The Foster City-based pharmaceutical company Gilead Sciences, which specializes in antiviral drugs, recently donated some of its experimental drug remdesivir for use in studying potential treatments for the Wuhan coronavirus. But a legal fight is brewing after Gilead applied for a Chinese patent for the drug in 2016, and still has not received one, and a group of researchers in Wuhan just applied for their own patent for Gilead's drug last month.
As the coronavirus outbreak worsens in central China, doctors have yet to identify a drug treatment that is effective against the virus. Remdesivir, which was developed to treat Ebola, may be an effective treatment against the family of coronaviruses. It is currently being used in combination with an HIV drug, ritonavir, to treat a pair of Chinese nationals with the coronavirus at a hospital in Rome after they became ill in Italy, as the New York Times reports.
But now as more doctors want to try treating patients with the drug near ground zero of the outbreak in Wuhan, the government-run Wuhan Institute of Virology announced this week that it had applied for a "use patent" for remdesivir. Their patent specifies the use of the drug to treat the novel coronavirus, while Gilead's three-plus-year-old patent application only specified using remdesivir to treat the family of coronaviruses. The Chinese researchers' application was filed January 21.
As the Associated Press reports, this all comes back to the trade war with China, and the country's practice of "abus[ing] its regulatory system to pressure foreign companies to hand over valuable technology."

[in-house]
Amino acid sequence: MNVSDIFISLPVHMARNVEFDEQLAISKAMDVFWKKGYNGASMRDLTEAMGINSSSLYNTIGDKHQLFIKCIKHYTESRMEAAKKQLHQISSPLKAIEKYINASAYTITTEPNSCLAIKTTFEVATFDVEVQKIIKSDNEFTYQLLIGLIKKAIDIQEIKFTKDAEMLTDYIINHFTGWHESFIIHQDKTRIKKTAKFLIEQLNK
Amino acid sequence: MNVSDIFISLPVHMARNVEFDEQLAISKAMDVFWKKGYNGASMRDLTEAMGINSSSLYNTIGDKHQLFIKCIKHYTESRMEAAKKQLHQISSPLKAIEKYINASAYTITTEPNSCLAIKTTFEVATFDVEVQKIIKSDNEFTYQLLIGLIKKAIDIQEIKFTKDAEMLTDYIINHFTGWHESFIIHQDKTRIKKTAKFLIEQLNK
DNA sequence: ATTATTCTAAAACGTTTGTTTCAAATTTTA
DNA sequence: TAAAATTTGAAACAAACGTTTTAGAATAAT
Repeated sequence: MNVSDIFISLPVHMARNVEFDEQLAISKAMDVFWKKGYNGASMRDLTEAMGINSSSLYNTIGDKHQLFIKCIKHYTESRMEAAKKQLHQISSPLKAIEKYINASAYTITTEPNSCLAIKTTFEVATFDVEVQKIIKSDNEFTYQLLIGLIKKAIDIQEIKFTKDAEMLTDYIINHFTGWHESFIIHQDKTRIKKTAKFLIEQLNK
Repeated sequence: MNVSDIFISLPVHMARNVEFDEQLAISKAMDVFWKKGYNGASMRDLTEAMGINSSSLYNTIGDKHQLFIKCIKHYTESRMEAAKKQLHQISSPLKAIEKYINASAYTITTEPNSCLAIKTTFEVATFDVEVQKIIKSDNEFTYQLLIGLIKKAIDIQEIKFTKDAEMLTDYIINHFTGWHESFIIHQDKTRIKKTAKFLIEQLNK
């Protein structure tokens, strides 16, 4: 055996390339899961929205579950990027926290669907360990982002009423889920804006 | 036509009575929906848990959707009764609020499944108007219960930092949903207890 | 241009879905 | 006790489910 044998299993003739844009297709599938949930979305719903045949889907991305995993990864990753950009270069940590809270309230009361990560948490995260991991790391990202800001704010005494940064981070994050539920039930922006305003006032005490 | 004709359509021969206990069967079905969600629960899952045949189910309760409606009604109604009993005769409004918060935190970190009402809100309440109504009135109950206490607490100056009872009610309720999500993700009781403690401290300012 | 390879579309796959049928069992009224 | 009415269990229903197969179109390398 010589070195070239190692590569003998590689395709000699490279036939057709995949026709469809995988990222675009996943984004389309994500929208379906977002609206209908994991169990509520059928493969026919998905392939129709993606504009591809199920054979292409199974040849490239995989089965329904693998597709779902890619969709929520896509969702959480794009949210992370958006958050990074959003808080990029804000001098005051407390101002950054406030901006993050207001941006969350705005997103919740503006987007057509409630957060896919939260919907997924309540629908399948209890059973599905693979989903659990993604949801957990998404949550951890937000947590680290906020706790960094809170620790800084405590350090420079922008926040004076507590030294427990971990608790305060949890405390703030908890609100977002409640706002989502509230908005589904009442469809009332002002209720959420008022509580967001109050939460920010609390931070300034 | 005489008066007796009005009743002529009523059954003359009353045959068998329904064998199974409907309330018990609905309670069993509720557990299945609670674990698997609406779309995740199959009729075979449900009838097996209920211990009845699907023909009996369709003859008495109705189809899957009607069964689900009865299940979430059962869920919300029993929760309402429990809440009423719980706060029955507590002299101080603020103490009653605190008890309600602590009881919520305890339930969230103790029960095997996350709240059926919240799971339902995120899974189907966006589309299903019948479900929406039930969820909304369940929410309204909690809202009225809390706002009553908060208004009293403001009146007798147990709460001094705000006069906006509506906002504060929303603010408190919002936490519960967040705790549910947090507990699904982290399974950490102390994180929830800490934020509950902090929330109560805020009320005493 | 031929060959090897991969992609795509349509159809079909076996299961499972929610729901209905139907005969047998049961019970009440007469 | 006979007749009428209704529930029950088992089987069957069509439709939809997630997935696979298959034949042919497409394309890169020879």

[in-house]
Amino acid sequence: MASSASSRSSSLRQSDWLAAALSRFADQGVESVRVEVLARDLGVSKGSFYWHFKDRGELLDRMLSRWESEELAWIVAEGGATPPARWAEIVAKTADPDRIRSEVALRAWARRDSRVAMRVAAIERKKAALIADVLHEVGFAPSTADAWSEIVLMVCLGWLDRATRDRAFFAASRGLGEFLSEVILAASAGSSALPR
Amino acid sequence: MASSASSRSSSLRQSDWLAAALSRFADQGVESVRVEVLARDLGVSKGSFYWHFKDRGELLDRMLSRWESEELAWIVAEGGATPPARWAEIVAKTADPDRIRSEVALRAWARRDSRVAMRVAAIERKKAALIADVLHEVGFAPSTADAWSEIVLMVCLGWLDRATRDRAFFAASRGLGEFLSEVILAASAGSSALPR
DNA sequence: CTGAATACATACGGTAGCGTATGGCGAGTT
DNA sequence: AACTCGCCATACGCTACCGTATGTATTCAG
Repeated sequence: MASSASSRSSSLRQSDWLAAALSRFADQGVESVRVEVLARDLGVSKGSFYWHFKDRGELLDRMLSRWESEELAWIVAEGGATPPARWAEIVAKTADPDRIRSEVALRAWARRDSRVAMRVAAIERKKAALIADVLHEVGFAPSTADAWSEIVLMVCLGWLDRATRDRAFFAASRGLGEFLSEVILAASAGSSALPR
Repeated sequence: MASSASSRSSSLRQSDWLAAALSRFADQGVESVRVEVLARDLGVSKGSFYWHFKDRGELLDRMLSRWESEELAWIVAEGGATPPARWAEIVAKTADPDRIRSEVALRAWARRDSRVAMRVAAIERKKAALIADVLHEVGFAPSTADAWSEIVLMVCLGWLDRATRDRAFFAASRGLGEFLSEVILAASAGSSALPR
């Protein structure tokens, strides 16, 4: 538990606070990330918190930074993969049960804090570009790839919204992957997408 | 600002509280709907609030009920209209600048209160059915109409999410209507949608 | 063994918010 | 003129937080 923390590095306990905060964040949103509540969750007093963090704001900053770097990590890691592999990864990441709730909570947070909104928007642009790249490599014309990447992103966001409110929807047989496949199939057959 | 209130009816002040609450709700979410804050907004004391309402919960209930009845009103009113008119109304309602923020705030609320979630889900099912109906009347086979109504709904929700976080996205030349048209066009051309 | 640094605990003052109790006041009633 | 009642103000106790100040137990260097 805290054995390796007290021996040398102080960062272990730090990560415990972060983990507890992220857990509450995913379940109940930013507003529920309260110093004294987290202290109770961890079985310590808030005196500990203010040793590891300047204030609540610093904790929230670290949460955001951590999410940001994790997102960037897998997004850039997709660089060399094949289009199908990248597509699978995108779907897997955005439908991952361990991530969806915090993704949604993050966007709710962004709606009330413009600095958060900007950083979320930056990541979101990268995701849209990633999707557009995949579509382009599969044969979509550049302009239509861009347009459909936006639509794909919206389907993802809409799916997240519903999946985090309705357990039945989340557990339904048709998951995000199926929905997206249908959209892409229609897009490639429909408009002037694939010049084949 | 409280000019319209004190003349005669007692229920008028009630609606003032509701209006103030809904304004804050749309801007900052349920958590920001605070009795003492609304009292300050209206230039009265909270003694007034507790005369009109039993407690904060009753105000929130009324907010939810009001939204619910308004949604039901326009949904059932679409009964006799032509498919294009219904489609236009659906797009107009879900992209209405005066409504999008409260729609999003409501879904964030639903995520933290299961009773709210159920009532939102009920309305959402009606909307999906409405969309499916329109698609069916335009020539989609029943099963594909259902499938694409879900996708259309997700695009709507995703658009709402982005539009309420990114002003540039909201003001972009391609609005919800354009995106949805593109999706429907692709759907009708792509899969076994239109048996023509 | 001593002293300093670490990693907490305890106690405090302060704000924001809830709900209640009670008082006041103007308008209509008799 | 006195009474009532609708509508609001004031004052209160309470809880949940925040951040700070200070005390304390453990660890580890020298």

Ryan McKeel, a spokesperson for Gilead, tells the AP, "Gilead has no influence over whether a patent office issues a patent to the Chinese researchers. Their application has been filed more than three years after Gilead’s filing and will be considered in view of what is already known about the compound and pending patent applications."
For their part, the Chinese authorities have acknowledged that there may be "intellectual property barriers," but they said the patent application had been made in order to "protect national interests."
Per the AP, "China has the right under World Trade Organization rules to declare an emergency and compel a company to license a patent to protect the public. [But] It would be required to pay a license fee that is deemed fair market value." If the Chinese researchers' patent goes through, China might avoid paying that fee to Gilead.
Clinical trials involving remdesivir and other antiviral treatments — as well as some traditional Chinese remedies — are set to begin soon. Remdesivir has yet to be approved for treatment of anything, anywhere in the world. But Gilead said last week it would be cooperating with Chinese health authorities to study the use of the drug.
As of Thursday there were over 28,000 cases of coronavirus infection reported in mainland China, with 24 more in Hong Kong, and 158 elsewhere in Asia. The death toll from the virus now stands at 567, and that now includes the whistleblower doctor who was reprimanded by the Chinese government for spreading "rumors" about the new virus back in December. As the AP reports, 34-year-old ophthalmologist Dr. Li Wenliang himself succumbed to the virus this week at Wuhan Central Hospital. On the hospital's social media account, it said, "We deeply regret and mourn this."